Because of the real estate slump of the past two years, the fair market value of most properties has decreased (dramatically in some cases). However, the “assessed” value of most properties by the county tax assessor has not decreased. Thus, homeowners are now paying property taxes on assessed values much higher than the fair market value of their property. To remedy this situation, homeowners need to appeal the assessed value of their property with their county tax assessor.
To begin the appeal process, the property owner must file a Property Tax Return with their county tax assessor (you should check with your local tax assessor’s office to determine the deadline each year to file such return). The Property Tax Return is typically a one-page document wherein the homeowner states what they believe to be the fair market value of the property. The county will then provide written notification whether it accepts or denies the homeowner’s request for a change in assessment. If denied, the homeowner has a limited number of days (typically 45 days) to appeal the denial and to provide written evidence to support the appeal request.
Appeals are heard before the Board of Equalization (BOE) which consists of a three member panel. Property owners may appeal their assessed value due to taxability, uniformity or value. In order to make the appeal more effective, the homeowner should provide written documentation to support their position. This documentation could consist of the following:
A market analysis of comparable properties recently sold in your neighborhood which can be obtained by a realtor.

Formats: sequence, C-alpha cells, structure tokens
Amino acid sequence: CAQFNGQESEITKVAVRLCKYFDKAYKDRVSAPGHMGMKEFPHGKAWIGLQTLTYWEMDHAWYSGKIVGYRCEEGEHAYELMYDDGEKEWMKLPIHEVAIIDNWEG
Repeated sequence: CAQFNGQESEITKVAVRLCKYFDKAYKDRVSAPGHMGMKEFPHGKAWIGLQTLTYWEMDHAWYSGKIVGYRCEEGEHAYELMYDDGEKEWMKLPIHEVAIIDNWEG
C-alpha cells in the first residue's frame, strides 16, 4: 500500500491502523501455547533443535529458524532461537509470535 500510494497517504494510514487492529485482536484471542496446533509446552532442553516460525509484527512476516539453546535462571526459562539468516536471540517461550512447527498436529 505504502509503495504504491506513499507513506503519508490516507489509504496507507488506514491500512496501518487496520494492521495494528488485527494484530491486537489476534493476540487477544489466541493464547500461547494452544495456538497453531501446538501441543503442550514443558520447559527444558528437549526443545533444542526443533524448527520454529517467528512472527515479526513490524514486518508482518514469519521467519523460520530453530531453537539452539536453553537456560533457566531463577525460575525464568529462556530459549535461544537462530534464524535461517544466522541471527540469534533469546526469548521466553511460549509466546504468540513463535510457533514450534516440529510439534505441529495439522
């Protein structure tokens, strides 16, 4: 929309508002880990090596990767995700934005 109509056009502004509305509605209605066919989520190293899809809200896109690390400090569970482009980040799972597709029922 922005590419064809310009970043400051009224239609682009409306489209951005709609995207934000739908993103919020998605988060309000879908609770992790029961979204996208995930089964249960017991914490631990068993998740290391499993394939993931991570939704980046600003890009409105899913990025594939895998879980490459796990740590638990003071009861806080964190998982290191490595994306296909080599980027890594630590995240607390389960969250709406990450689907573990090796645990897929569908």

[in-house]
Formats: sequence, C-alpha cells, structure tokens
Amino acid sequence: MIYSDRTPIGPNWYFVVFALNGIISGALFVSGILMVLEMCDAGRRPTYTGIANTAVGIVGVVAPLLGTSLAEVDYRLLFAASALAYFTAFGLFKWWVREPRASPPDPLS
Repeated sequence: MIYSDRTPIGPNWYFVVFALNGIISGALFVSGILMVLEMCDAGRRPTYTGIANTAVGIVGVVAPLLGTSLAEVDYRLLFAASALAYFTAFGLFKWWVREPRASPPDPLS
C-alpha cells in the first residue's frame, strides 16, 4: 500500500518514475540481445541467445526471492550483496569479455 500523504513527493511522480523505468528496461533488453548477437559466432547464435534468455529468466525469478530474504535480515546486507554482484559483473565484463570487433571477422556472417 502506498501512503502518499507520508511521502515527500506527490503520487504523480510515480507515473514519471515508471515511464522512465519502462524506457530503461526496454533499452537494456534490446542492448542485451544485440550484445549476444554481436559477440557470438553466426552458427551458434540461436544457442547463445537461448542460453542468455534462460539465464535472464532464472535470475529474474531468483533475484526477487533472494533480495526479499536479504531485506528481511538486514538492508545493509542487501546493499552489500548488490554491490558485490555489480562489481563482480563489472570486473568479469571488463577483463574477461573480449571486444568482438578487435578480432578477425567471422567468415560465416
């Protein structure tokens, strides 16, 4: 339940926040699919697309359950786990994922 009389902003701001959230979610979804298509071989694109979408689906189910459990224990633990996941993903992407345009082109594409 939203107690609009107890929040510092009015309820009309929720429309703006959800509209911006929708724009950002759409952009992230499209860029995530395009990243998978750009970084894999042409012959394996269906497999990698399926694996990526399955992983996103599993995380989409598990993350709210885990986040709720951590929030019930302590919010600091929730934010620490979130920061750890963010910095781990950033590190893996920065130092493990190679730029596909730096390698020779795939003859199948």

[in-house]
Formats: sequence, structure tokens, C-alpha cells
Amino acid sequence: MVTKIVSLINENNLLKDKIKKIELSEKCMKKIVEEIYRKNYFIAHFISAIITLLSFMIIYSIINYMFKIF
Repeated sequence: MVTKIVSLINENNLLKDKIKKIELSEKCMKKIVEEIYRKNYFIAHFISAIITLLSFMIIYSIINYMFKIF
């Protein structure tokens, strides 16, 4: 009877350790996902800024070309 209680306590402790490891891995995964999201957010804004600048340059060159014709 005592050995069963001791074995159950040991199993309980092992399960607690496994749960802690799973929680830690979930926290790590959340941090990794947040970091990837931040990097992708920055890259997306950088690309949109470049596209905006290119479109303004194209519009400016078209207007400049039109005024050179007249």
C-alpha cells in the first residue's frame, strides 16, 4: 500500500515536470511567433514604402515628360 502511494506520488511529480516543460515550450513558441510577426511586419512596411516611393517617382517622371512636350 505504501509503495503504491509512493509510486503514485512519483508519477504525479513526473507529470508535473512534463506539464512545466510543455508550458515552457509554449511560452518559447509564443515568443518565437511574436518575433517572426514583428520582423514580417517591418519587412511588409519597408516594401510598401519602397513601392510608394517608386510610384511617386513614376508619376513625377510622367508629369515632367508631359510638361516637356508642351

A recent property appraisal of the subject property.
The county tax reports for comparable properties in your neighborhood with the same quality
construction, similar land size and square feet of living area, number of bedrooms, basement, etc.
The hearing at the BOE is an informal affair wherein the homeowner provides their proof of decreased value while the tax assessor provides evidence supporting the county’s position. The BOE will then render a decision based on the evidence. If the BOE denies the appeal, the homeowner could still appeal to the Superior Court and receive a jury trial. However, at that point, the homeowner may want to engage an attorney to assist.
In today’s market, homeowners may continue to pay higher county taxes unless they are proactive and appeal their county tax assessment. The process, prior to superior court, is not that difficult or costly and could save the homeowner quite a bit of money.
Brent Warren is a partner in the law firm of McLain & Merritt, P.C., a mid-size firm that has been in business over fifty years. He has been practicing law since 1992 and specializes in both residential and commercial real estate. Brent is a graduate of Vanderbilt University School of Law and the University of Kentucky (B.S. Accounting). His clients include real estate agents, loan officers, builders, developers and relocation companies. He lives and works in Alpharetta, Georgia. email@example.com
Van Purser and his wife Jeanne are a licensed Real Estate Brokers in Georgia. Since1984 they successfully purchased and renovated over 400 homes. Their expertise is in representing Buyers or Sellers as an advocate; which means always ensuring their best interest. Additionally, they represented hundreds of clients over the years as an Associate Broker with Metro Brokers, RE/Max and now with his own firm. He and his wife, Jeanne, have been married since 1977. Van or Jeanne can be reached at 770-623-3313, or by email at firstname.lastname@example.org or email@example.com.
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